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The Rediff Interview/

'The world is now scared to face Indian boxers'

July 23, 2008


Vijender Singh

If his recent performances are anything go by then expecting a medal from Vijender Singh at the Beijing [Images] Olympics [Images] should not come as a big surprise.

After all, it was only a couple of months that the 22-year-old boxer thrashed reigning Olympic champion Bakhtiyar Artayev of Kazakhstan (12:7) in the quarter-finals of the President's Cup.

The 2006 Commonwealth Games in Melbourne saw Vijender come to the fore, as he won the silver medal. He followed it up with a silver medal at the 2006 Asian Games in Doha.

A back injury threatened to put his preparations off track, but the youngster recovered in time to strike gold at the Olympics qualifier in Kazakhstan.

With as many as four boxers having qualified for the Olympics, Vijender believes that the pugilists could be India's best bet for a medal at next month's Games. He lost in the first round at the 2004 Olympics at Athens, but is confident of erasing that nightmare with a top-notch performance.

In an exclusive interview with Special Correspondents Harish Kotian and Bikash Mohapatra, Vijender discusses his preparations for the Olympics.

'I believe this time we boxers have the best chance to win a medal at the Olympics,' Vijender claims.

Tell us about your preparations for the Olympics?

The preparations are going on quite well. The climate is very hot here in Patiala, where the boxers going to the Olympics are having a camp, but it does not bothering us. We are preparing well. All the boys are fit and training well.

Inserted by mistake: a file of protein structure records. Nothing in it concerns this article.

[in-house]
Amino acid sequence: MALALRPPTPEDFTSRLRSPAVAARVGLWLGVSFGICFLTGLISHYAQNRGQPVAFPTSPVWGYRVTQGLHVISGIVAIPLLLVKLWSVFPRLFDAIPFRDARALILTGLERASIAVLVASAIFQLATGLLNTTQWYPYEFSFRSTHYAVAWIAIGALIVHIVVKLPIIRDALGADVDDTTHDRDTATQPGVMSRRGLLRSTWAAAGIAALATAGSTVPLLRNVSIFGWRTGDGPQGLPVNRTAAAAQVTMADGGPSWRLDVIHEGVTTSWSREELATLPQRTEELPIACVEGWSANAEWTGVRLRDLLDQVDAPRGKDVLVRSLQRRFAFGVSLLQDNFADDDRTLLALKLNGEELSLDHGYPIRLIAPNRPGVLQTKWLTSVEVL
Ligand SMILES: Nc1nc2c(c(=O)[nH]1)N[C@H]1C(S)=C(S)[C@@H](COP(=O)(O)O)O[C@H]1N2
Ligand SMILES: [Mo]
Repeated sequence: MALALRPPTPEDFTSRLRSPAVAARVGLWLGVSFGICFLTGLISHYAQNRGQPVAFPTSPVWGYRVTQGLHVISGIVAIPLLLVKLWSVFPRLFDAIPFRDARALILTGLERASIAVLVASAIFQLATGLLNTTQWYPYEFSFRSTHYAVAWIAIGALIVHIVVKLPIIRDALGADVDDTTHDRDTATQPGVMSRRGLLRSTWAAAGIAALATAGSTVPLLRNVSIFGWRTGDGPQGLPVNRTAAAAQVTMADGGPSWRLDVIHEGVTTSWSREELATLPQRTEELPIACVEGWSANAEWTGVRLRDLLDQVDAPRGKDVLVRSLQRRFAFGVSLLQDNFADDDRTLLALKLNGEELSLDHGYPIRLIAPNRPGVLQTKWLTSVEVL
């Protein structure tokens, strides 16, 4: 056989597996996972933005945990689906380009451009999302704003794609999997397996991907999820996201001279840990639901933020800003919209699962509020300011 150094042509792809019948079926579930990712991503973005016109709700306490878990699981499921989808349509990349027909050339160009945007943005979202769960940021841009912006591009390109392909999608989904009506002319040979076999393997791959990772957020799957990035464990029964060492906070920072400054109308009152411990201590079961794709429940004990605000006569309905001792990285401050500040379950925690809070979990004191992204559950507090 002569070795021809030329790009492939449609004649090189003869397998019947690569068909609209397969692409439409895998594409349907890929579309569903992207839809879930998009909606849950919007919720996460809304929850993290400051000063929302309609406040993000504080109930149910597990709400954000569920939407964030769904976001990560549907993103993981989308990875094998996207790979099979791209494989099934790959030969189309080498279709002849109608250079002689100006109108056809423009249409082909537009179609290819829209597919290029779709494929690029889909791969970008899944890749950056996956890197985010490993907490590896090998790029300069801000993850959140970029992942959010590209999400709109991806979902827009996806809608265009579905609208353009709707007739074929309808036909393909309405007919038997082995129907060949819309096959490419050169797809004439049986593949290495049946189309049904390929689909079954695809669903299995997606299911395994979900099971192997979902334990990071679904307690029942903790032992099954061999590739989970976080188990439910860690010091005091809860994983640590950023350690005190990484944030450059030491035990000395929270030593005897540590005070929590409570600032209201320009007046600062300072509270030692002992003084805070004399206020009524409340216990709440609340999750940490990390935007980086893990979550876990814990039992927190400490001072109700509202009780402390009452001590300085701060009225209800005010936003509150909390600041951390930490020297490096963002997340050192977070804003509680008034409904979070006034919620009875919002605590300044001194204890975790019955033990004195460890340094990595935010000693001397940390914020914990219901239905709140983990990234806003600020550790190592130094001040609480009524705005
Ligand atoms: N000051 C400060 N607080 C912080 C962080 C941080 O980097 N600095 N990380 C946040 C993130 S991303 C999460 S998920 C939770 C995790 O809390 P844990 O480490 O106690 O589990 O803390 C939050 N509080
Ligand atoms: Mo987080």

Can you tell us in detail what exactly is going on at the camp, since there are only a couple of weeks left for the mega event?

We are following a rigorous training schedule leading up the Olympics. All our coaches and officials from the Indian Boxing Federation are giving us good support and looking after us well. We have been having sparring fights amongst ourselves everyday, since the last three weeks. We have three sessions of training daily to ensure that our intensity level is always high.

We all have our individual coaches, who give us personal attention. At the same time, we also look to guard against injury or any type of sickness. We take care on the food we intake and water we drink. Care has to be taken in everything we do. Any injury at this time will be very harmful.

What are your targets for the Games?

My target is to do well at the Olympics. I am hoping to do well, because I have the necessary experience. I believe this time we have the best chance for us to win a medal at the Olympics. That is why all the boxers are extra-motivated in training and looking forward to it.

Vijender SinghYou did not do well at the last Olympics in 2004. What went wrong?

I did not do well the last time because then I was young and did not have the experience. I have just made it to the senior level and qualified for the Olympics. Now I have the experience. I have won medals at major tournaments like the Asian Games and Commonwealth Games. Recently, I also beat the 2004 Olympic Games gold medallist [Bakhtiyar] Artayev [in the AIBA President's Cup], so I have done quite well at the international level. So, definitely, everyone can expect a good showing from me in Beijing.

How has your journey been since that disappointing showing in Athens?